Once upon a time, long before Elex 2 was announced, I’d have put Piranha Bytes in the same category as Spiders. Both mid-tier studios with ambition that overshadowed their budget, but enough heart to somehow make their affectionately-nicknamed “Eurojank” titles endearing.
But with the release of Spiders’ Greedfall, and this offering from Piranha Bytes, the gulf has grown considerably. And I suspect it’s that ambition that’s the problem. When the space between what you want to do and what you’re capable of doing is so vast, you need to address that. Lower one or raise the other. Sadly, Piranha Bytes never seem to learn this lesson.
After Risen 3 failed to set the world alight, Piranha turned their attention to science fiction with Elex. It improved a lot on their existing systems, delivering a large-scale RPG that won them a few new fans thanks to the change of setting. Unfortunately though, despite the sci-fi leanings, Elex 2 follows Piranha Bytes’ established pattern of being stuck firmly in the past.
Elex 2: An ambitious RPG
You play Jax, protagonist of the first game, living a very basic life out in the wilderness. Anyone expecting to pick up where you left off, progression-wise, will be disappointed. You begin with nothing. No special abilities and no gear, just a stick and some cloth clothes. Presumably after the first game Jax should have a John Wick-style basement under his house with enough ordnance and body armour to outfit a small army, but no. And it’s not even explained.
When aliens invade the planet of Magalan and bring with them a new, dangerous, purple version of the magical Elex compound, dubbed “Dark Elex”, Jax’s house gets flattened and he must make the long, arduous, five-minute journey to where Caja, his estranged ex-wife is leader of a convenient faction to throw in with. Companions will join you throughout the game, reacting to your actions in ways that will inform their opinion of you and certain elements of the narrative similar to, say, Fallout 4.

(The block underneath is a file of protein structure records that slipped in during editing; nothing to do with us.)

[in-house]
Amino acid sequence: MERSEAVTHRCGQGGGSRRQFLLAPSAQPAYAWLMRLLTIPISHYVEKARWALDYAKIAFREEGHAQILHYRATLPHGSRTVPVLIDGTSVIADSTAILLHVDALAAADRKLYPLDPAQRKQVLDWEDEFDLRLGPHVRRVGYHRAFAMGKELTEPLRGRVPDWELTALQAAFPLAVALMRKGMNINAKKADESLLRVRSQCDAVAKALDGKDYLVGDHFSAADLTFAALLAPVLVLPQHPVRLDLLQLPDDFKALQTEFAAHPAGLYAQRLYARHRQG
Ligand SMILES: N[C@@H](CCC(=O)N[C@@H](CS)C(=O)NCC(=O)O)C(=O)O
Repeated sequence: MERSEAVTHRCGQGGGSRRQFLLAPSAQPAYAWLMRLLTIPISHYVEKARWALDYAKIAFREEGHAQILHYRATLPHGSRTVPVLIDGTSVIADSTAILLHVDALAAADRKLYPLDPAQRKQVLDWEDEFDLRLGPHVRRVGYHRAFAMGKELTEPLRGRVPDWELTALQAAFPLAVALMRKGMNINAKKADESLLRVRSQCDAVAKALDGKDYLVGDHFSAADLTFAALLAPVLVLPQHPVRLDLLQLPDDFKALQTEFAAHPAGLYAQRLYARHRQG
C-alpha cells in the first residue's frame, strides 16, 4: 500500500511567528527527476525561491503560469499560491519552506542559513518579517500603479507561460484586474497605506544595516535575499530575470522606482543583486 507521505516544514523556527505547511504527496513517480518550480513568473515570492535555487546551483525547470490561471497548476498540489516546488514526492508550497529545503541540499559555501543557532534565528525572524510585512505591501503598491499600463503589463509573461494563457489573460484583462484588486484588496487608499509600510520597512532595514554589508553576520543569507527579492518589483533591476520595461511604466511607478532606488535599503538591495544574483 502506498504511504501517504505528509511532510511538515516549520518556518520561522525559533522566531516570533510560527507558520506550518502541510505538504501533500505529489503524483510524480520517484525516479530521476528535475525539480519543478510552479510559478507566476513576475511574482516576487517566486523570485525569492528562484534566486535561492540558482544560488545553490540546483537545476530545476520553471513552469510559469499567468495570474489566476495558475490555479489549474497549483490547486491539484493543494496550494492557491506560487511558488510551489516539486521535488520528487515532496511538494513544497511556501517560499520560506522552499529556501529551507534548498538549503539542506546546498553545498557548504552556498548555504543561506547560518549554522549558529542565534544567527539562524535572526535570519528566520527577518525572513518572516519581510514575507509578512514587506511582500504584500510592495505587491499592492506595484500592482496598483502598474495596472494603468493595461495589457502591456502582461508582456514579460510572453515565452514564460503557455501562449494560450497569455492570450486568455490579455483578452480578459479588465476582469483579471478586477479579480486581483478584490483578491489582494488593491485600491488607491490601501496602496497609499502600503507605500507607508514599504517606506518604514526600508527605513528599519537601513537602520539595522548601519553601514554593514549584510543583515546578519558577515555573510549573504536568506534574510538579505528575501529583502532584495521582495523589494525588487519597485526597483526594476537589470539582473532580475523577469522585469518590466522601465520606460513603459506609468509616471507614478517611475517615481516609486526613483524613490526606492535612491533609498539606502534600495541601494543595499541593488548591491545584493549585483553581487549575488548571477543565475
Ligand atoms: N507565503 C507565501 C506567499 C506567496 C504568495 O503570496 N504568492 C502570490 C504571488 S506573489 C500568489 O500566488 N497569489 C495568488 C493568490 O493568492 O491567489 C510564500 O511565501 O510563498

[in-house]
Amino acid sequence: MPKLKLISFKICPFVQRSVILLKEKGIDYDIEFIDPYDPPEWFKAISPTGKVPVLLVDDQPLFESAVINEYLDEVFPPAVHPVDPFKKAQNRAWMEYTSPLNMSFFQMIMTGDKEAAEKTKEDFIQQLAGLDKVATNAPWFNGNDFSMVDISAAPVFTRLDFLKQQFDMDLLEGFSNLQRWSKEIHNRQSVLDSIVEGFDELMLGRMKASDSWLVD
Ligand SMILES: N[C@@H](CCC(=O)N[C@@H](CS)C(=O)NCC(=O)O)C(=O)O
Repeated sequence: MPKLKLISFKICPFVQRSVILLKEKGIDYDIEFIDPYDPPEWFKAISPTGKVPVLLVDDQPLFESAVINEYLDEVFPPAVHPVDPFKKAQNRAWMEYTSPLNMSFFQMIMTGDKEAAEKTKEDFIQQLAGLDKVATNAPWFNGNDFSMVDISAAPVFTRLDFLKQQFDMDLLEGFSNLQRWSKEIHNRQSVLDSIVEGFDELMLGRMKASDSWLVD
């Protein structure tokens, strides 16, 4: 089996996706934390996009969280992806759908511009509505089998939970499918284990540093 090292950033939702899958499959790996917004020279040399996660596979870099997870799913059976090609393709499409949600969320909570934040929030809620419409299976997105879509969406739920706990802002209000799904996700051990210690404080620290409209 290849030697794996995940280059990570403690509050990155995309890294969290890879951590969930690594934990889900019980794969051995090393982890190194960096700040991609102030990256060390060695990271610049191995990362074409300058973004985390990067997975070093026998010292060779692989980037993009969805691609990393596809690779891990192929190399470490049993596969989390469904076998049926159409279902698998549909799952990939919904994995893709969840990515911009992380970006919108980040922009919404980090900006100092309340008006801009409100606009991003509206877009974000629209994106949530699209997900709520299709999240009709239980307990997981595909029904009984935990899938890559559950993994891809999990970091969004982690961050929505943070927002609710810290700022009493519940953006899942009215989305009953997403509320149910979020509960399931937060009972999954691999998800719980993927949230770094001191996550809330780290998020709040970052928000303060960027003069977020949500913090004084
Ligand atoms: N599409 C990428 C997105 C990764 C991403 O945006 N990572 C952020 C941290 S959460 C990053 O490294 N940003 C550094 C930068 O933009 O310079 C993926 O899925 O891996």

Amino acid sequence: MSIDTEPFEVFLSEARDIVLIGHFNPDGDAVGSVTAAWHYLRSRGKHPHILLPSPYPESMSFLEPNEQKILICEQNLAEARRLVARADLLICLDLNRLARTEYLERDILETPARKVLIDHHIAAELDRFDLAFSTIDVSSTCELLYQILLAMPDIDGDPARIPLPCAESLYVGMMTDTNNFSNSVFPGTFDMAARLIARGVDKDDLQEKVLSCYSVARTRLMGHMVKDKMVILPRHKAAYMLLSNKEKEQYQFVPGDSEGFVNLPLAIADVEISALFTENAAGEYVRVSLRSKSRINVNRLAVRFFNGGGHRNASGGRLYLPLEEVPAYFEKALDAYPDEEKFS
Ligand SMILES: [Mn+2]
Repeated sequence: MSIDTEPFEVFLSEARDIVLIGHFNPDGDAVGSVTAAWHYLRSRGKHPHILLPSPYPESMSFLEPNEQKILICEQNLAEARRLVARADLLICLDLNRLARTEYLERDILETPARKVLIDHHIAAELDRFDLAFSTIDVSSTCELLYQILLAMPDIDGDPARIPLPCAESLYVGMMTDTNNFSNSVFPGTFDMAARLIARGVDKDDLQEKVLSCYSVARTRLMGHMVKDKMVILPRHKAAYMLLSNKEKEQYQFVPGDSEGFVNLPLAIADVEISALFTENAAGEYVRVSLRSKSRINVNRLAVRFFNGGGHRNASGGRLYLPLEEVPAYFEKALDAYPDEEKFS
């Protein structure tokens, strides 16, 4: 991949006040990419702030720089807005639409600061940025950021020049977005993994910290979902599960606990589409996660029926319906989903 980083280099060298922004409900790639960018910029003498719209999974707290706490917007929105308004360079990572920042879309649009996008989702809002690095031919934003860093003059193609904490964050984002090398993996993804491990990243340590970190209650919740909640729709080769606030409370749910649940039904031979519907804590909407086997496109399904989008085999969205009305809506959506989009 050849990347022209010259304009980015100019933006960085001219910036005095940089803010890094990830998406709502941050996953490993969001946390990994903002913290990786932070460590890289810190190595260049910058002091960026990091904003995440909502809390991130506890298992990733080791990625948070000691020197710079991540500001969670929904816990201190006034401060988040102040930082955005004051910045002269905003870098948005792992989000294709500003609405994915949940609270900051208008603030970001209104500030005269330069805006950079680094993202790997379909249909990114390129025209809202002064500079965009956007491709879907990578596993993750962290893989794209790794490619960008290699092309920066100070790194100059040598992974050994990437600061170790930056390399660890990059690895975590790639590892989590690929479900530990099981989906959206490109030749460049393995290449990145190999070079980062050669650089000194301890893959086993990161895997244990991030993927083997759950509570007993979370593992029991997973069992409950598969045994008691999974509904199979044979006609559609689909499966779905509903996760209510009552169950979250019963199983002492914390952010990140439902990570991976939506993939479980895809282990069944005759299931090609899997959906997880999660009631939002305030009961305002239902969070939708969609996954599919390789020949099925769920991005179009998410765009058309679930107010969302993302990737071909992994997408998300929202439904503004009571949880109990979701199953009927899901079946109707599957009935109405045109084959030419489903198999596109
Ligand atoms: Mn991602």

The writing in Elex 2 is very uneven. While the world-building remains some of Piranha Bytes’ best work, the characters within and their interactions are often maddening. Everyone is an arsehole to everyone else. There are no characters to like in this game, because every one of them has the same wry, sarcastic, embittered personality. It doesn’t help that Jax looks like a football hooligan who’s lost his team strip, and has about the same level of charisma.
There’s a bit where Jax and his grizzled ex decide that he should spend more time with their son. And so he literally accompanies you out of the enclave – you, armed with a rusty sword and two-thirds of a breastplate. As I fought off monsters with no discernible science to their level banding, at one point I got separated from him. I backtracked and found him just standing in a bit of wasteland with three huge monsters wandering about. I dutifully “rescued” him, and then when I fast travelled back to the Enclave that was it. He just stayed there.
What’s worse is I feel this little episode was a clumsy attempt to make us care about Jax’s life and character, but it was awful. Later, when Jax’s wife became a tag-along companion, we happened to visit the place I’d left the kid 6 odd hours before. I expected a tearful family reunion and instead they all just stared blankly at each other. There wasn’t even a dialogue where the parents greeted their child after a week in the wildlands.